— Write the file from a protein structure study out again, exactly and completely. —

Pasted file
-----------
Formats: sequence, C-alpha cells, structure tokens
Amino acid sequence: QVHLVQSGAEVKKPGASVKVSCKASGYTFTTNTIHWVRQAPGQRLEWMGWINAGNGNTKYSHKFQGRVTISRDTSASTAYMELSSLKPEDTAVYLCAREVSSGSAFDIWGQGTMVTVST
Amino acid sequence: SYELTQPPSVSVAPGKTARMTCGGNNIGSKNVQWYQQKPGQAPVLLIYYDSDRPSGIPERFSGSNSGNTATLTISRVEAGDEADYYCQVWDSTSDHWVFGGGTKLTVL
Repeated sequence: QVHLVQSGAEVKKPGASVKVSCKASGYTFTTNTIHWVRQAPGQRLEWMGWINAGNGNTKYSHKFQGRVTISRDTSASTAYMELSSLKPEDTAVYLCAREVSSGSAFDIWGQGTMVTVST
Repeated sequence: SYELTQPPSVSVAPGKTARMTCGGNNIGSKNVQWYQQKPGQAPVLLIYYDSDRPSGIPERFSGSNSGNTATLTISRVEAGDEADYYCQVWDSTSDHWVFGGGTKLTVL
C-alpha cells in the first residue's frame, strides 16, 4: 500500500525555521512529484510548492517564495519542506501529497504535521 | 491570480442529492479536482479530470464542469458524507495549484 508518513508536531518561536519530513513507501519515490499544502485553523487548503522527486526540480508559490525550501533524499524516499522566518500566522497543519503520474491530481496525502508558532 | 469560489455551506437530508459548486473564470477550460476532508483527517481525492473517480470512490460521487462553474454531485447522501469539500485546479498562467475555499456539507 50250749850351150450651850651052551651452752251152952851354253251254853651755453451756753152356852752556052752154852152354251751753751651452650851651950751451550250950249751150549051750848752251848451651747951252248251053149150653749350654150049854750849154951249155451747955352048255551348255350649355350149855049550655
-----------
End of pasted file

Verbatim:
Formats: sequence, C-alpha cells, structure tokens
Amino acid sequence: QVHLVQSGAEVKKPGASVKVSCKASGYTFTTNTIHWVRQAPGQRLEWMGWINAGNGNTKYSHKFQGRVTISRDTSASTAYMELSSLKPEDTAVYLCAREVSSGSAFDIWGQGTMVTVST
Amino acid sequence: SYELTQPPSVSVAPGKTARMTCGGNNIGSKNVQWYQQKPGQAPVLLIYYDSDRPSGIPERFSGSNSGNTATLTISRVEAGDEADYYCQVWDSTSDHWVFGGGTKLTVL
Repeated sequence: QVHLVQSGAEVKKPGASVKVSCKASGYTFTTNTIHWVRQAPGQRLEWMGWINAGNGNTKYSHKFQGRVTISRDTSASTAYMELSSLKPEDTAVYLCAREVSSGSAFDIWGQGTMVTVST
Repeated sequence: SYELTQPPSVSVAPGKTARMTCGGNNIGSKNVQWYQQKPGQAPVLLIYYDSDRPSGIPERFSGSNSGNTATLTISRVEAGDEADYYCQVWDSTSDHWVFGGGTKLTVL
C-alpha cells in the first residue's frame, strides 16, 4: 500500500525555521512529484510548492517564495519542506501529497504535521 | 491570480442529492479536482479530470464542469458524507495549484 508518513508536531518561536519530513513507501519515490499544502485553523487548503522527486526540480508559490525550501533524499524516499522566518500566522497543519503520474491530481496525502508558532 | 469560489455551506437530508459548486473564470477550460476532508483527517481525492473517480470512490460521487462553474454531485447522501469539500485546479498562467475555499456539507 50250749850351150450651850651052551651452752251152952851354253251254853651755453451756753152356852752556052752154852152354251751753751651452650851651950751451550250950249751150549051750848752251848451651747951252248251053149150653749350654150049854750849154951249155451747955352048255551348255350649355350149855049550655